After Korea, she continued to search out chances to cover troops in combat. In 1953, she went to Vietnam to cover French forces and covered the defeat at Dien Bein Phu where her photographer was killed by a land mine. She got a pass to report from both sides of the Iron Curtain and covered the Cold War tensions as they rose in the early 1960s.
Unfortunately, her dangerous work eventually caught up with her. She returned to Vietnam to cover American operations there and, in 1965, she contracted leishmaniasis. She was sent to Walter Reed Army Medical Center in the U.S. for treatment, but died on January 3, 1966, from the disease.
The young pilot struggled against dust and wind that swirled 10,000 feet above valleys sandwiched between Mexico’s Sierra Madre mountains. He had only a rudimentary pair of plain glass goggles to protect his face. Yet he was determined to find the trail of the rebel bandit Pancho Villa who had recently led a raid into New Mexico that killed eight U.S. Soldiers and 10 American civilians.
That young pilot, Capt. Benjamin Foulois, was in one of eight Curtis JN-3 “Jenny” biplanes participating in the search. The planes were powered with 90-horsepower engines that had a rough time just staying airborne, but they led a reconnaissance mission to kick off Gen. John J. Pershing’s punitive expedition into Mexico.
It was March 1916, little more than a decade after the Wright Brothers’ inaugural flight at Kitty Hawk, North Carolina, and only seven years after Foulois was taught to fly by Orville Wright himself, becoming the first military aviator. He later became a major general, and in 1931 was appointed Chief of the U.S. Army Air Corps.
That small unit of Jenny biplanes, in search of Villa and his Mexican marauders more than 100 years ago, were members of the 1st Aero Squadron, the first aviation unit to participate directly in a military action, flying 346 hours on 540 flights during Pershing’s expedition. The first mission covered more than 19,300 miles, and included aerial reconnaissance and photography as well as transporting mail and official dispatches.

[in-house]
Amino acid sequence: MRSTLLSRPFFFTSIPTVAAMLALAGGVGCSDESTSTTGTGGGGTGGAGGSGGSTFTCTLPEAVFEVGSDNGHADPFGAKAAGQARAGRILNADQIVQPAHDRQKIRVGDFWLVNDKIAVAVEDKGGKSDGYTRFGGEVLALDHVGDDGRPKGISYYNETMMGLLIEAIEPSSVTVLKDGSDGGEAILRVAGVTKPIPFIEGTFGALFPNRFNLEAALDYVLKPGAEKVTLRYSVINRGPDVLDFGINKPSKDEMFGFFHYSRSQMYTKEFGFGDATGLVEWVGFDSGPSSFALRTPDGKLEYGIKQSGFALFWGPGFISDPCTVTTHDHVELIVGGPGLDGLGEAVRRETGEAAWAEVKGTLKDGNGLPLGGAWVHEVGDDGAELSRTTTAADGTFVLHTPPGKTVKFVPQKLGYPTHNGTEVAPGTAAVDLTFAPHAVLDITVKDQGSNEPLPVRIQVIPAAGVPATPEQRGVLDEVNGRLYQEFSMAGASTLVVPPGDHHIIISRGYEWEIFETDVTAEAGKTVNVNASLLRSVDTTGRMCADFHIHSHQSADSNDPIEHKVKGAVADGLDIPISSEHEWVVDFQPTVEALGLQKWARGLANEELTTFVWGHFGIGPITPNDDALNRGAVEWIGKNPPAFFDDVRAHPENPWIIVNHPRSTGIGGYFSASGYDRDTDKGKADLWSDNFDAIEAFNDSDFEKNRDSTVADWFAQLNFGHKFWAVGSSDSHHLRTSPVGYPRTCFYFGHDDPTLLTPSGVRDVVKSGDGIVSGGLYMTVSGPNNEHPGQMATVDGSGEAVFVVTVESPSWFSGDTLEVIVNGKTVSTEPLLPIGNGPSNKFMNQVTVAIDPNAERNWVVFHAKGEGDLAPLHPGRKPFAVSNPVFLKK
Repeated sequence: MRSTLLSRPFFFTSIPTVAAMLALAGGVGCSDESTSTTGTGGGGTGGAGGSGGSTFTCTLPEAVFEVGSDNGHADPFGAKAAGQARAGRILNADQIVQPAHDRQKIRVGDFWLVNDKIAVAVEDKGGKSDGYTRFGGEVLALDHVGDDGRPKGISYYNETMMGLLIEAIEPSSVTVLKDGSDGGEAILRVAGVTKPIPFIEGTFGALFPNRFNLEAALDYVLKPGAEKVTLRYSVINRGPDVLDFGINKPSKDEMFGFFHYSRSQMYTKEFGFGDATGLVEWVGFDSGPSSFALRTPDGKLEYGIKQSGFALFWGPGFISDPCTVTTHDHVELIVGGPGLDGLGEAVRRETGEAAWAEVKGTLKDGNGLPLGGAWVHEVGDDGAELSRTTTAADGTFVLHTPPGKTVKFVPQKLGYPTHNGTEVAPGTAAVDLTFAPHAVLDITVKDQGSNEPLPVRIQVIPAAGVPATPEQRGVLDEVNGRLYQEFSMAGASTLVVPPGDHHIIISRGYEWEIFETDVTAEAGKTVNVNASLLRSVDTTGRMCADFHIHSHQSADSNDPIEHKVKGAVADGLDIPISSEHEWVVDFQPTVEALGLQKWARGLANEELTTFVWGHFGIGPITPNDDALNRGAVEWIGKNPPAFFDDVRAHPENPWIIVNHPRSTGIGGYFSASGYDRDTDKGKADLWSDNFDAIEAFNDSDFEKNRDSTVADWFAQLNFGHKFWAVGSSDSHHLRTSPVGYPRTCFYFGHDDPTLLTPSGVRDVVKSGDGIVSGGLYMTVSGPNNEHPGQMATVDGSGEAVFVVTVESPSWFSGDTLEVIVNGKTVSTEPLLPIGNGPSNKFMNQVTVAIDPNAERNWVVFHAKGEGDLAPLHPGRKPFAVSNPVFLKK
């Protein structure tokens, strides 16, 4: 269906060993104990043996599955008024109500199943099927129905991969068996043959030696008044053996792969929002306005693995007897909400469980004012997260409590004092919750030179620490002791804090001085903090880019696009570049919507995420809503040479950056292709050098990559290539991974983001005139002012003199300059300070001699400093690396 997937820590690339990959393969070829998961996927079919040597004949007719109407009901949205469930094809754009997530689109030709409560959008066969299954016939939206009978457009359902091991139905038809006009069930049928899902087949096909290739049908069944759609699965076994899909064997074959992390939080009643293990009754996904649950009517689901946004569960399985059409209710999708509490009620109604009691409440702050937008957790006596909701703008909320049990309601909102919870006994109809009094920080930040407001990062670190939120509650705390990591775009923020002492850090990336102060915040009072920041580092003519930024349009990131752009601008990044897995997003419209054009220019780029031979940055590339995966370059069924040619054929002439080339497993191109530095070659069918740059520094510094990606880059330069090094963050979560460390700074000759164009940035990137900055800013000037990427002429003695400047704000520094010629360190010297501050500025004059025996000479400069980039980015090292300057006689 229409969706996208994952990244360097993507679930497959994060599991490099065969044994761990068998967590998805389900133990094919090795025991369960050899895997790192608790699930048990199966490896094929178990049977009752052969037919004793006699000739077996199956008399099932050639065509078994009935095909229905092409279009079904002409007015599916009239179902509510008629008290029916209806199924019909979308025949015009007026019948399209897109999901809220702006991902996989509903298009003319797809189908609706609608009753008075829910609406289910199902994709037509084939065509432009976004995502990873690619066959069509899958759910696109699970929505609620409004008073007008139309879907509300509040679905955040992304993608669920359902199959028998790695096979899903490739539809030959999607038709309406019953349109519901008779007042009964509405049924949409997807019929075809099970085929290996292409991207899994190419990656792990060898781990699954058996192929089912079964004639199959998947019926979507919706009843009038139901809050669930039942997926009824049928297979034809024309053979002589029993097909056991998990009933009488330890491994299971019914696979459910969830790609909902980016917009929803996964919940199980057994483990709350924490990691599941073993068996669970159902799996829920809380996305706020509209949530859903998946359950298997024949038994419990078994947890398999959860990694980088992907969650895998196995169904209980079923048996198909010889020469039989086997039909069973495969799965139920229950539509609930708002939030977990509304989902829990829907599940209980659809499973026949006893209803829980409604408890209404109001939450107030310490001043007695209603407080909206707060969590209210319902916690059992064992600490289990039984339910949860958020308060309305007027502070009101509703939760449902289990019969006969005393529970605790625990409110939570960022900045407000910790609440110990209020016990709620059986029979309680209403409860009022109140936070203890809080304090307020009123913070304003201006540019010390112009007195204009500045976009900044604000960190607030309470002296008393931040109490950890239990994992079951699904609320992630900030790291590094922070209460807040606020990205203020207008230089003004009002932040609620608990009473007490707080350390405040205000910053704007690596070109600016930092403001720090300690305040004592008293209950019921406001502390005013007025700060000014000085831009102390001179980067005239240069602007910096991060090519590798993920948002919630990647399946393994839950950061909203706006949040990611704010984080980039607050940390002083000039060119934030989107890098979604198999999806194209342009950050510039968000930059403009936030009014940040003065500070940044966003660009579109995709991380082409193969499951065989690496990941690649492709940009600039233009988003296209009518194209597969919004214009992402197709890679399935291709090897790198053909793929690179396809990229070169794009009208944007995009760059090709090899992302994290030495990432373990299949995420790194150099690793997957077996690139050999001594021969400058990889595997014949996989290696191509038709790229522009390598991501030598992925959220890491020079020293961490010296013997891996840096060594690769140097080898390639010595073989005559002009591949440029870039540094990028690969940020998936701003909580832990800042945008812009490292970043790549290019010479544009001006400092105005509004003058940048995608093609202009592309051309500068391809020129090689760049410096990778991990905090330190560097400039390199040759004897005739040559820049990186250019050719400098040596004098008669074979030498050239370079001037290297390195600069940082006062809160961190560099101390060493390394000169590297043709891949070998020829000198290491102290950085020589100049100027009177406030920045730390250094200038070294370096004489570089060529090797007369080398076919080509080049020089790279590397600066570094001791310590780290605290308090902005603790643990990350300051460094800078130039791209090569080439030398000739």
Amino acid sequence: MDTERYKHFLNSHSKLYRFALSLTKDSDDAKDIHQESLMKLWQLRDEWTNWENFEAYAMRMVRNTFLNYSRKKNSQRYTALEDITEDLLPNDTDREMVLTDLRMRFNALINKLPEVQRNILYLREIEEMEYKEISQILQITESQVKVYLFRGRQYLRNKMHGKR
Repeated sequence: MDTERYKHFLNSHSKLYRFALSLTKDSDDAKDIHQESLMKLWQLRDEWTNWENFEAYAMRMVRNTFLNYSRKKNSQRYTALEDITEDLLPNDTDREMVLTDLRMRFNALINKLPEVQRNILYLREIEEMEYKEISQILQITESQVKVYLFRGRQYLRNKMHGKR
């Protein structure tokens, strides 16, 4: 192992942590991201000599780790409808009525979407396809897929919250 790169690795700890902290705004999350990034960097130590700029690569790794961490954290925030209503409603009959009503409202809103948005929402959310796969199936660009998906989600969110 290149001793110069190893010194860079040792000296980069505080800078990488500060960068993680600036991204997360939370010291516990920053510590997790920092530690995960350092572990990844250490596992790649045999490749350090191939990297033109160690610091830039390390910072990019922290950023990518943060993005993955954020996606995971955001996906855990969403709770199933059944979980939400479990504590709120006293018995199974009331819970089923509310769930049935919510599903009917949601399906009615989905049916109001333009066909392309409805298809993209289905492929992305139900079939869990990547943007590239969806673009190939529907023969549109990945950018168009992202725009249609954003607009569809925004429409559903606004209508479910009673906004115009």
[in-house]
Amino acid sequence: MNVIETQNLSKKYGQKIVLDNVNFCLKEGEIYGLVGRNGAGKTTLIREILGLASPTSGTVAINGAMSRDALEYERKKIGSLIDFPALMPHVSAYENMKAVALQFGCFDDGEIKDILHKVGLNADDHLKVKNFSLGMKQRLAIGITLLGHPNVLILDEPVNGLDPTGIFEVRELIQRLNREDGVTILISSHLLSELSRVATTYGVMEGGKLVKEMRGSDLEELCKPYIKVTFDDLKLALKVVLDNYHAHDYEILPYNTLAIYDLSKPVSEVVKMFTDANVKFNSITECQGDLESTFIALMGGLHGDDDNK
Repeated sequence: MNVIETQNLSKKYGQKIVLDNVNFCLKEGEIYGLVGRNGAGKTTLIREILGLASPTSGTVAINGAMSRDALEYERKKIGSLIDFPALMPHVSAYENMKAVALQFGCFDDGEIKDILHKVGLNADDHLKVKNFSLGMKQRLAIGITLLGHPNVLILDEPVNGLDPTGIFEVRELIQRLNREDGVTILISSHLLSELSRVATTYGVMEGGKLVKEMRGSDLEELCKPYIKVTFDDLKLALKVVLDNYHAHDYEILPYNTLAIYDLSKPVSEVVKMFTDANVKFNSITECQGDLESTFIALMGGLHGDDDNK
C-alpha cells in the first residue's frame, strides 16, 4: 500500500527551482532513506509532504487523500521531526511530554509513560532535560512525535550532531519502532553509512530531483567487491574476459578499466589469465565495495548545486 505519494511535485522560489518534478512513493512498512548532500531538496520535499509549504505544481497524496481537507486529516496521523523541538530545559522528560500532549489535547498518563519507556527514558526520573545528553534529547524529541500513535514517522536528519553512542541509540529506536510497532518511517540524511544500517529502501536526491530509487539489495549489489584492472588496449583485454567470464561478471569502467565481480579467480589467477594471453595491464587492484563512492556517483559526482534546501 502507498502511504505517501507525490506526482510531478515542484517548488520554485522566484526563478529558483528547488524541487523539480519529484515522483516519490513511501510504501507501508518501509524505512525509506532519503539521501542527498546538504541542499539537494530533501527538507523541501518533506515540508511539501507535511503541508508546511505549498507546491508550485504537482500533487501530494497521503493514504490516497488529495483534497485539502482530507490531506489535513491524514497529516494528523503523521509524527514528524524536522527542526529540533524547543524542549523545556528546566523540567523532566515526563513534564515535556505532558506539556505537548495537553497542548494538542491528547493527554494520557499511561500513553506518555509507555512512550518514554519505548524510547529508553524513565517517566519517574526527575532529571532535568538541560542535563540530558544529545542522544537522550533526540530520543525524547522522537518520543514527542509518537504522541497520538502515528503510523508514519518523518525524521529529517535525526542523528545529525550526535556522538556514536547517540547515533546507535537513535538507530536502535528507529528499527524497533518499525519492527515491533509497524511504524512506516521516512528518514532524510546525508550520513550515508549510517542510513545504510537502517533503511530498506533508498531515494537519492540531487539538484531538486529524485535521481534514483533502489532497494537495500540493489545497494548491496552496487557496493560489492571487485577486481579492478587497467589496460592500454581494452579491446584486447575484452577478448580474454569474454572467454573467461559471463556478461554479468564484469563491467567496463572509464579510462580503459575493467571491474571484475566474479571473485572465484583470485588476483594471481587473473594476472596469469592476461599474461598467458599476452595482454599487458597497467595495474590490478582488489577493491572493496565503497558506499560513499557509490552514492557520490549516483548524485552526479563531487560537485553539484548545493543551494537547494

The first Curtiss JNÐ2s of 1st Aero Squadron at the Signal Corps Aviation School, North Island, Cali. Sgt. Vernon L. Burge stands under the propeller. In the cockpit is Capt. Benjamin Foulois and second man from the right is Jacob Bollinger.
The squadron was formed March 5, 1913, giving it the distinction of being the oldest flying squadron still in existence.
The unit has alternated between reconnaissance and bombing missions and had its name tweaked 14 times since the provisional 1st Aero Squadron unfurled its colors in Texas City, Texas. Its Airmen have flown 47 different types of aircraft and served in more than 50 locations throughout the world.
In the year of the 1st Aero Squadron’s formation, Lt. Thomas D. Milling, instructor, and Lt. Fred Seydel, student, are at the controls of a Wright C., SC-16 Trainer on airfield in Texas City, Texas, May 1913. In front of the plane, 8 other soldiers in uniform and a civilian in white shirt and bow tie stand posed facing the camera.
Today, it’s the 1st Reconnaissance Squadron, a part of the 9th Reconnaissance Wing at Beale Air Force Base, California, with the responsibility of training high-altitude intelligence, surveillance and reconnaissance RQ-4 Global Hawk and U-2S pilots and sensor operators.
The squadron has a reputation for being a pioneer in establishing ISR capability and establishing a legacy of supplying critical information to combatant commanders across the joint force.